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Courteney Cox Offers Some Intriguing Remarks About Scream 5

Legendary horror filmmaker Wes Craven first made a name for himself in the '70s as the director of gritty, gory horror movies beginning with his debut, "The Last House on the Left," in 1972 (via IMDb). In the '80s, Craven released arguably his biggest hit in "A Nightmare on Elm Street," introducing the filmgoing world to a serial killer who appears in dreams, unbound to the laws of reality. Then, in the '90s Craven helmed yet another franchise-worthy hit when he directed "Scream." The film was influential for being one of the first big horror releases in which its characters are aware of the horror genre. Rather than falling into the same behaviors to which horror movie audiences had become all too accustomed, the cast of "Scream" joked about genre cliches and thus subverted certain audience expectations.

"Scream" then spawned three sequels. However, Wes Craven died in 2015, and "Scream 4" was the final film to credit him as its director. That said, a sequel is nevertheless on the way featuring co-directors Matt Bettinelli-Olpin and Tyler Gillett of "Ready or Not" fame. The film will feature the return of franchise stars David Arquette, Neve Campbell, and Courtney Cox in leading roles, though some fans have theorized that they will pass the torch, so to speak, to a newer and younger generation of actors.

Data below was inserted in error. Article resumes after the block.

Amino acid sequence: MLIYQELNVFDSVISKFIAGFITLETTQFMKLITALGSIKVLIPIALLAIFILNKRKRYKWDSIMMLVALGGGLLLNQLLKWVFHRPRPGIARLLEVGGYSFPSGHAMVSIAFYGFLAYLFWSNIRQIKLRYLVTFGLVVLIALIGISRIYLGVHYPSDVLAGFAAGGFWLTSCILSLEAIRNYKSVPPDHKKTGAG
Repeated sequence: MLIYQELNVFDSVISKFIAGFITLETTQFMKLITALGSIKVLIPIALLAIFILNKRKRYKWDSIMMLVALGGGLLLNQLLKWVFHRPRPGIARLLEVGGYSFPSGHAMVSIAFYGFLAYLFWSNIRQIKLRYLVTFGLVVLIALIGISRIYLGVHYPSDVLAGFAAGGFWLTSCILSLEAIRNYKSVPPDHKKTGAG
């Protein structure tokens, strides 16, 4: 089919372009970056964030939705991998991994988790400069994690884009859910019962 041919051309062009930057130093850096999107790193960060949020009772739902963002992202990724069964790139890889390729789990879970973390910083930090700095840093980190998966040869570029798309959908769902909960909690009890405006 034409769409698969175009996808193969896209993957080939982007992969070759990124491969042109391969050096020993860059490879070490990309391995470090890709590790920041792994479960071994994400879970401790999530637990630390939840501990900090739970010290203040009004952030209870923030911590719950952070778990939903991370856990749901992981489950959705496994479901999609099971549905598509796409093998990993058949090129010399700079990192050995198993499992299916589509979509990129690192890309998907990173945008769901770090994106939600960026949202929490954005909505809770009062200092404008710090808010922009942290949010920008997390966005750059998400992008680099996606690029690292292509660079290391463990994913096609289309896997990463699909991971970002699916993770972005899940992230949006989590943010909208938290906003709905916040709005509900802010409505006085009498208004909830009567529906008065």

"Scream 5," notably, will not be a meta-horror film but rather a horror film sans qualification. Thus, even though Craven can no longer contribute to the series, it will nevertheless return to his roots, putting faith in its scares rather than its cast's detachment from them. In a May 2021 appearance on "The Drew Barrymore Show," "Scream 5" star Courtney Cox shed new light on the nature of the upcoming "Scream" sequel (or is it a sequel?).

Scream 5 will not be a reboot or a remake

While Barrymore's interview with Cox began with a discussion of her work on an upcoming "Friends" reunion, Barrymore eventually asked Cox outright, "What the heck is going on with 'Scream'? I'm dying to know."

Cox responded by defining the film as "not 'Scream 5'" but simply "Scream." That said, she went on to clarify that the lack of a number in the film's official title doesn't indicate that it's a reboot or even a remake. Rather, the film marks the beginning of a "new franchise."

In her assessment of the film, Cox also had nothing but kind words to say about both its directors and the film as a whole. While the particulars of what makes the upcoming "Scream" sequel neither reboot nor remake yet still the start of a new franchise will likely remain unclear until its release, the 2018 "Halloween" film could possibly serve as a point of comparison. Like the upcoming "Scream," "Halloween" is a late franchise sequel with no number in its title. That's due to the fact that "Halloween" is a sequel to the first film in the "Halloween" franchise, and purposefully retcons (though still acknowledges) the canon of all previous sequels.

Whether "Scream" will build on the success of David Gordon Green's "Halloween" and likewise ignore "Scream" continuity or serve as a more traditional "Scream 4" sequel should become clearer as its January 2022 release date draws closer.